Phishing scams — fraudulent emails claiming to be from reputable companies in order to persuade individuals to reveal personal information, or click links to grant access to private systems — have been the most common method attackers have used over the past few months to infiltrate schools.

Because you and your staff are the key to preventing a cyberattack within your organization, it’s important to question the legitimacy of every email you receive.

If you notice anything about the email that alarms you, do NOT click links, open attachments, or reply. Remember, you are the last line of defense to prevent cybercriminals from succeeding.

Spread the word!

Click here for a simple demonstration of how to spot red flags in an email. Use this resource to train your staff and students to be aware and block malicious scammers!

Sign Up for Security Awareness Training:

SET SEG members have access to an exclusive discount on the world’s largest security awareness training and simulated phishing platform. For more information, click here.

Flip the Script on Cyber Attacks

Did you know…   

Education is listed in the top five most targeted industries for a cyber attack? A cyber breach can wreak havoc on a public school system — compromising students’ private information, diminishing a community’s confidence in the school, and ultimately costing the district and the Pool membership thousands of dollars.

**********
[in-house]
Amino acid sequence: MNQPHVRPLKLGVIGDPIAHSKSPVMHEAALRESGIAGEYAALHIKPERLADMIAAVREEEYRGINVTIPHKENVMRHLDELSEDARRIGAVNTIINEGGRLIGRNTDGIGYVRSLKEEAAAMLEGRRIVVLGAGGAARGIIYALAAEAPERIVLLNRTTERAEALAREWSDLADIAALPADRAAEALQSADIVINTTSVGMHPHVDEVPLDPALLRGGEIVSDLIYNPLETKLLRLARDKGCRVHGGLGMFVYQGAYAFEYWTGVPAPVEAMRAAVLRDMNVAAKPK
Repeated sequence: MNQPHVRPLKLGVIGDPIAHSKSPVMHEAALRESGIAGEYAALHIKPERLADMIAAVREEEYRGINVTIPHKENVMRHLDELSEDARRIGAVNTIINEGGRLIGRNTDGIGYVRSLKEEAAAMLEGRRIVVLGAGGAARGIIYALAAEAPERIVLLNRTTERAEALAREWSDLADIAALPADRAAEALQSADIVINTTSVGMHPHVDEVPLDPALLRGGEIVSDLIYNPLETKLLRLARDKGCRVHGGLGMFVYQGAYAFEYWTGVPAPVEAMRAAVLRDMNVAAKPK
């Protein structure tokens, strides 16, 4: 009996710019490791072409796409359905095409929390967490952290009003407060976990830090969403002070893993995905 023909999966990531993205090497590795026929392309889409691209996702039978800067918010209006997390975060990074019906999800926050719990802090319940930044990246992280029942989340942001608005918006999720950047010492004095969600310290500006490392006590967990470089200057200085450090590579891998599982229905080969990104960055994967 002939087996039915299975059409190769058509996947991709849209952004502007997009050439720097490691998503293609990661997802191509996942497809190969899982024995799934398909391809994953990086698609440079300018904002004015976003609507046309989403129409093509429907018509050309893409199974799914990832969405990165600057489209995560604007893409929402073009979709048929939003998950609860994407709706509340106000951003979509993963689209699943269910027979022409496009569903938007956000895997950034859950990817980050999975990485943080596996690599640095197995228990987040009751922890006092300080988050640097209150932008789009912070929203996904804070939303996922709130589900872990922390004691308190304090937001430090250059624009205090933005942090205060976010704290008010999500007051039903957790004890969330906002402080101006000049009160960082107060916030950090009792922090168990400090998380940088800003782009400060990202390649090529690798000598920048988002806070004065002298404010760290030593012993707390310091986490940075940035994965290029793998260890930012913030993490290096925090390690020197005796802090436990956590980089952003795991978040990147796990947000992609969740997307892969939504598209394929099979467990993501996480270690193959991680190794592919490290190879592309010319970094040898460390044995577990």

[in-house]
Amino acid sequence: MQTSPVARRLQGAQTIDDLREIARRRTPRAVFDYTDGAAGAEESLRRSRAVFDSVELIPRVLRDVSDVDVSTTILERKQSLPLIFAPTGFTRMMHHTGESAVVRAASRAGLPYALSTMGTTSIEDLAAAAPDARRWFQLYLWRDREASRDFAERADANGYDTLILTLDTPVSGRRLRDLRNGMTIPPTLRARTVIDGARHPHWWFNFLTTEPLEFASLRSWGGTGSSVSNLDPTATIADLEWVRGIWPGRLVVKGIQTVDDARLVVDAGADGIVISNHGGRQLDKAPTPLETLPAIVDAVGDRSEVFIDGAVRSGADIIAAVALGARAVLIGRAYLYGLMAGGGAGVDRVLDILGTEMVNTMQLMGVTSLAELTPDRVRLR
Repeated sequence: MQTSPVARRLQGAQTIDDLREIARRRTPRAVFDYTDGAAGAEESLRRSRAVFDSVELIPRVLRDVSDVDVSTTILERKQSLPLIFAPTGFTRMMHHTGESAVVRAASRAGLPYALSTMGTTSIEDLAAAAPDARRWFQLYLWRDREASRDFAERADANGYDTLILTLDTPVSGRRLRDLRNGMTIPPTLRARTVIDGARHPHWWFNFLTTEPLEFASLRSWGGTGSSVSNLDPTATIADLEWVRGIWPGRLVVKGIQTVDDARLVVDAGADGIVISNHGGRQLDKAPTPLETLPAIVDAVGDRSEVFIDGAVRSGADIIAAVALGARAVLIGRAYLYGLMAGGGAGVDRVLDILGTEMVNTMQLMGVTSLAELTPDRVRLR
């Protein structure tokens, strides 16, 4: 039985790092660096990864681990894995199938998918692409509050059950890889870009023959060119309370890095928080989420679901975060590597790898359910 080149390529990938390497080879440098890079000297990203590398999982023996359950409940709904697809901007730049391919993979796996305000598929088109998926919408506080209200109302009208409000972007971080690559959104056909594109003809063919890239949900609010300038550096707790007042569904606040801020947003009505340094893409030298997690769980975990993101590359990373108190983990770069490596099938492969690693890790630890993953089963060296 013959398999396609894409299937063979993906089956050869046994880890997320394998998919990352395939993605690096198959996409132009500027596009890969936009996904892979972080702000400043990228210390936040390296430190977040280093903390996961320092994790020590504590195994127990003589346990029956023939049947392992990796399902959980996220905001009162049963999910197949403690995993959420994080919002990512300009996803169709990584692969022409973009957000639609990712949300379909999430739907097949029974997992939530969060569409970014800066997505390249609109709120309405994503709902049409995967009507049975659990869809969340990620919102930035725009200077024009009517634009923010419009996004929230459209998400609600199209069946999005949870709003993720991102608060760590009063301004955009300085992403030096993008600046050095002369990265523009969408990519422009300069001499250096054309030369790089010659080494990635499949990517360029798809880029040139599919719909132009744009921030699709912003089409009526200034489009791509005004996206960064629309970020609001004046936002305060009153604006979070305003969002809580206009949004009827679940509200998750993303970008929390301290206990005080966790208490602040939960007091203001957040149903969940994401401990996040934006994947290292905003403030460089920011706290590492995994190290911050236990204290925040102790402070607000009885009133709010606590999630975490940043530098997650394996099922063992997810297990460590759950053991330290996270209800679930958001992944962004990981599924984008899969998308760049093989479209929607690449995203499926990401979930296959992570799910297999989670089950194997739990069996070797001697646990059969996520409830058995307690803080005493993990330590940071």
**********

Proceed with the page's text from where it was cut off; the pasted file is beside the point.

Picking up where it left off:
The arrival of the global pandemic has provided cybercriminals with the perfect cover for ramping up email attacks. According to Beazley, SET SEG’s trusted cyber security partner, since the increase in remote work, employees have been more likely to fall for social engineering scams, or email phishing techniques used to manipulate someone into providing confidential information like log-in credentials. SET SEG members have access to a team of nationwide industry experts, robust tools, and local support to help grow and strengthen cyber security within their organization.

Flip the images below to access helpful cyber support!

Customized Member Resource Center

Though they’re the largest at-risk group, your employees also provide the most powerful first line of defense to protect against cyber hackers and misuses of sensitive information. Access the SET SEG COVID-19 Resource Center for: